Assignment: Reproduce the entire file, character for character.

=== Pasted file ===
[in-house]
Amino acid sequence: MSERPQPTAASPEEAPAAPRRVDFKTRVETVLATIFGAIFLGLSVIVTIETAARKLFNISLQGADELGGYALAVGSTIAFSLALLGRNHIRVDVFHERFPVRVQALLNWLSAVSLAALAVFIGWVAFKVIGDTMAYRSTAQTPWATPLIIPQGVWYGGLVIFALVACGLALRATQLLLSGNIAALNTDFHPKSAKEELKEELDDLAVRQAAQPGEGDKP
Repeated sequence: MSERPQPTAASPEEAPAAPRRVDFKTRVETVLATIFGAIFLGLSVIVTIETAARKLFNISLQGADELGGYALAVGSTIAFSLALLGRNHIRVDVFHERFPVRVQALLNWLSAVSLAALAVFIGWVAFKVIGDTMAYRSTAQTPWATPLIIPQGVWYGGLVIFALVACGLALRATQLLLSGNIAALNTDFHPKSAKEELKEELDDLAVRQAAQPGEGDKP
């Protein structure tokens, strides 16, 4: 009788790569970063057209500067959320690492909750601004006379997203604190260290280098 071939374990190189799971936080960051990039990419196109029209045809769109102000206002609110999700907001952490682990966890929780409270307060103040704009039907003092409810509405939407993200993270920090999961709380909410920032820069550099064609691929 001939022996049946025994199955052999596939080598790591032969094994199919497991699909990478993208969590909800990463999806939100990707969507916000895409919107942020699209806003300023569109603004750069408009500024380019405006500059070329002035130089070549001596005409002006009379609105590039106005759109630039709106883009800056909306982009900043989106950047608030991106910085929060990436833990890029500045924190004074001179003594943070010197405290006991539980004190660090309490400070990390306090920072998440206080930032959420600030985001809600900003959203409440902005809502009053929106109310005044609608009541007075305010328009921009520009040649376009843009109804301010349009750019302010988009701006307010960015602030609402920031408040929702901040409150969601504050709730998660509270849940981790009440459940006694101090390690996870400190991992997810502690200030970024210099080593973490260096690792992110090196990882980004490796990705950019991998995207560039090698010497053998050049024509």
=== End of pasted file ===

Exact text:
[in-house]
Amino acid sequence: MSERPQPTAASPEEAPAAPRRVDFKTRVETVLATIFGAIFLGLSVIVTIETAARKLFNISLQGADELGGYALAVGSTIAFSLALLGRNHIRVDVFHERFPVRVQALLNWLSAVSLAALAVFIGWVAFKVIGDTMAYRSTAQTPWATPLIIPQGVWYGGLVIFALVACGLALRATQLLLSGNIAALNTDFHPKSAKEELKEELDDLAVRQAAQPGEGDKP
Repeated sequence: MSERPQPTAASPEEAPAAPRRVDFKTRVETVLATIFGAIFLGLSVIVTIETAARKLFNISLQGADELGGYALAVGSTIAFSLALLGRNHIRVDVFHERFPVRVQALLNWLSAVSLAALAVFIGWVAFKVIGDTMAYRSTAQTPWATPLIIPQGVWYGGLVIFALVACGLALRATQLLLSGNIAALNTDFHPKSAKEELKEELDDLAVRQAAQPGEGDKP
């Protein structure tokens, strides 16, 4: 009788790569970063057209500067959320690492909750601004006379997203604190260290280098 071939374990190189799971936080960051990039990419196109029209045809769109102000206002609110999700907001952490682990966890929780409270307060103040704009039907003092409810509405939407993200993270920090999961709380909410920032820069550099064609691929 001939022996049946025994199955052999596939080598790591032969094994199919497991699909990478993208969590909800990463999806939100990707969507916000895409919107942020699209806003300023569109603004750069408009500024380019405006500059070329002035130089070549001596005409002006009379609105590039106005759109630039709106883009800056909306982009900043989106950047608030991106910085929060990436833990890029500045924190004074001179003594943070010197405290006991539980004190660090309490400070990390306090920072998440206080930032959420600030985001809600900003959203409440902005809502009053929106109310005044609608009541007075305010328009921009520009040649376009843009109804301010349009750019302010988009701006307010960015602030609402920031408040929702901040409150969601504050709730998660509270849940981790009440459940006694101090390690996870400190991992997810502690200030970024210099080593973490260096690792992110090196990882980004490796990705950019991998995207560039090698010497053998050049024509």